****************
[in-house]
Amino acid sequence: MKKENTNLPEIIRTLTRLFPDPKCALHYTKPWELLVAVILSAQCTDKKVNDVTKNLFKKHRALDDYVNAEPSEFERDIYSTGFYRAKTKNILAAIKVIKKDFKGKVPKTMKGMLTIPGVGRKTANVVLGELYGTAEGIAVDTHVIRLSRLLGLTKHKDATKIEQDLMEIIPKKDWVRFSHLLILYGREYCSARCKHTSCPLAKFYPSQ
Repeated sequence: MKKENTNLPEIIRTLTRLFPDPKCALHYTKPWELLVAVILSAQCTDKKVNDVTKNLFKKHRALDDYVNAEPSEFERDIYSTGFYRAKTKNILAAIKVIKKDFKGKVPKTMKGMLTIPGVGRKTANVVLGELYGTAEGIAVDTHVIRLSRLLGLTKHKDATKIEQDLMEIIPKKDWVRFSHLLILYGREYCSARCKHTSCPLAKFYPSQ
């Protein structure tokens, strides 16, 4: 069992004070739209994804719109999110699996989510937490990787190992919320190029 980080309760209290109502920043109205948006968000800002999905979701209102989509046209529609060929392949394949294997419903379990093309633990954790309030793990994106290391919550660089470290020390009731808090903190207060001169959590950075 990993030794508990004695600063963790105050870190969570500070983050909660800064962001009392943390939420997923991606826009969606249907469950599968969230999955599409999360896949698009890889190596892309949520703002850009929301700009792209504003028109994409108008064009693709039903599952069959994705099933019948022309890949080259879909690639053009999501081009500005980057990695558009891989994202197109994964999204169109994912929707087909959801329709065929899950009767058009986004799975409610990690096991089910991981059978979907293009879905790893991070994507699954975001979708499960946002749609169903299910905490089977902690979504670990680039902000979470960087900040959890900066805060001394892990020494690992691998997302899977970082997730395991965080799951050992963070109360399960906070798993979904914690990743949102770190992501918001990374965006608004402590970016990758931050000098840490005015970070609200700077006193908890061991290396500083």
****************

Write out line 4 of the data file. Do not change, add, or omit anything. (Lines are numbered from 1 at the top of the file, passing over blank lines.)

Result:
């Protein structure tokens, strides 16, 4: 069992004070739209994804719109999110699996989510937490990787190992919320190029 980080309760209290109502920043109205948006968000800002999905979701209102989509046209529609060929392949394949294997419903379990093309633990954790309030793990994106290391919550660089470290020390009731808090903190207060001169959590950075 990993030794508990004695600063963790105050870190969570500070983050909660800064962001009392943390939420997923991606826009969606249907469950599968969230999955599409999360896949698009890889190596892309949520703002850009929301700009792209504003028109994409108008064009693709039903599952069959994705099933019948022309890949080259879909690639053009999501081009500005980057990695558009891989994202197109994964999204169109994912929707087909959801329709065929899950009767058009986004799975409610990690096991089910991981059978979907293009879905790893991070994507699954975001979708499960946002749609169903299910905490089977902690979504670990680039902000979470960087900040959890900066805060001394892990020494690992691998997302899977970082997730395991965080799951050992963070109360399960906070798993979904914690990743949102770190992501918001990374965006608004402590970016990758931050000098840490005015970070609200700077006193908890061991290396500083």